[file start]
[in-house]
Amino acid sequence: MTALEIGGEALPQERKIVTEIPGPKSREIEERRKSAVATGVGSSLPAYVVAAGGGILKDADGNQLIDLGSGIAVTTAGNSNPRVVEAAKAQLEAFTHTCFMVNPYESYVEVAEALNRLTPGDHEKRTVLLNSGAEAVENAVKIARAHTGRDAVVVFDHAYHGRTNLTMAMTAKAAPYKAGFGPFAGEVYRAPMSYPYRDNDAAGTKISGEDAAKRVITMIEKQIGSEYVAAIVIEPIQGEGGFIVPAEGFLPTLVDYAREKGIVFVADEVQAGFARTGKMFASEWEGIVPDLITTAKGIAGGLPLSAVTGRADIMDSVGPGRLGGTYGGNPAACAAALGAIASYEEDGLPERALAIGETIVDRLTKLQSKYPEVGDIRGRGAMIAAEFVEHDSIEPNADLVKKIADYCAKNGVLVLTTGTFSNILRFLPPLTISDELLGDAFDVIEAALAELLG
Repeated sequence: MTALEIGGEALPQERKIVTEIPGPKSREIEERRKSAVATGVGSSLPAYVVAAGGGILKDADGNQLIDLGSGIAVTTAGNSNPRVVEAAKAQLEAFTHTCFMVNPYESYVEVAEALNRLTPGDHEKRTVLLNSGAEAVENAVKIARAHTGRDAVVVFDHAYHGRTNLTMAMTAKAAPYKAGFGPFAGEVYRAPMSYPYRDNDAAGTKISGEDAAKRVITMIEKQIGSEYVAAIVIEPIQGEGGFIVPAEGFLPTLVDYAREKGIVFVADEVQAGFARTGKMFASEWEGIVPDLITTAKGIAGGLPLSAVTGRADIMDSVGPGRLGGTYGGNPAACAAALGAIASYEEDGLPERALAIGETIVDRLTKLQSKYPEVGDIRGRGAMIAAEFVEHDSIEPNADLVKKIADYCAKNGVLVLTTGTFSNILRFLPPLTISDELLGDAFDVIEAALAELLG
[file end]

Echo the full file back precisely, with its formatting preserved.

[in-house]
Amino acid sequence: MTALEIGGEALPQERKIVTEIPGPKSREIEERRKSAVATGVGSSLPAYVVAAGGGILKDADGNQLIDLGSGIAVTTAGNSNPRVVEAAKAQLEAFTHTCFMVNPYESYVEVAEALNRLTPGDHEKRTVLLNSGAEAVENAVKIARAHTGRDAVVVFDHAYHGRTNLTMAMTAKAAPYKAGFGPFAGEVYRAPMSYPYRDNDAAGTKISGEDAAKRVITMIEKQIGSEYVAAIVIEPIQGEGGFIVPAEGFLPTLVDYAREKGIVFVADEVQAGFARTGKMFASEWEGIVPDLITTAKGIAGGLPLSAVTGRADIMDSVGPGRLGGTYGGNPAACAAALGAIASYEEDGLPERALAIGETIVDRLTKLQSKYPEVGDIRGRGAMIAAEFVEHDSIEPNADLVKKIADYCAKNGVLVLTTGTFSNILRFLPPLTISDELLGDAFDVIEAALAELLG
Repeated sequence: MTALEIGGEALPQERKIVTEIPGPKSREIEERRKSAVATGVGSSLPAYVVAAGGGILKDADGNQLIDLGSGIAVTTAGNSNPRVVEAAKAQLEAFTHTCFMVNPYESYVEVAEALNRLTPGDHEKRTVLLNSGAEAVENAVKIARAHTGRDAVVVFDHAYHGRTNLTMAMTAKAAPYKAGFGPFAGEVYRAPMSYPYRDNDAAGTKISGEDAAKRVITMIEKQIGSEYVAAIVIEPIQGEGGFIVPAEGFLPTLVDYAREKGIVFVADEVQAGFARTGKMFASEWEGIVPDLITTAKGIAGGLPLSAVTGRADIMDSVGPGRLGGTYGGNPAACAAALGAIASYEEDGLPERALAIGETIVDRLTKLQSKYPEVGDIRGRGAMIAAEFVEHDSIEPNADLVKKIADYCAKNGVLVLTTGTFSNILRFLPPLTISDELLGDAFDVIEAALAELLG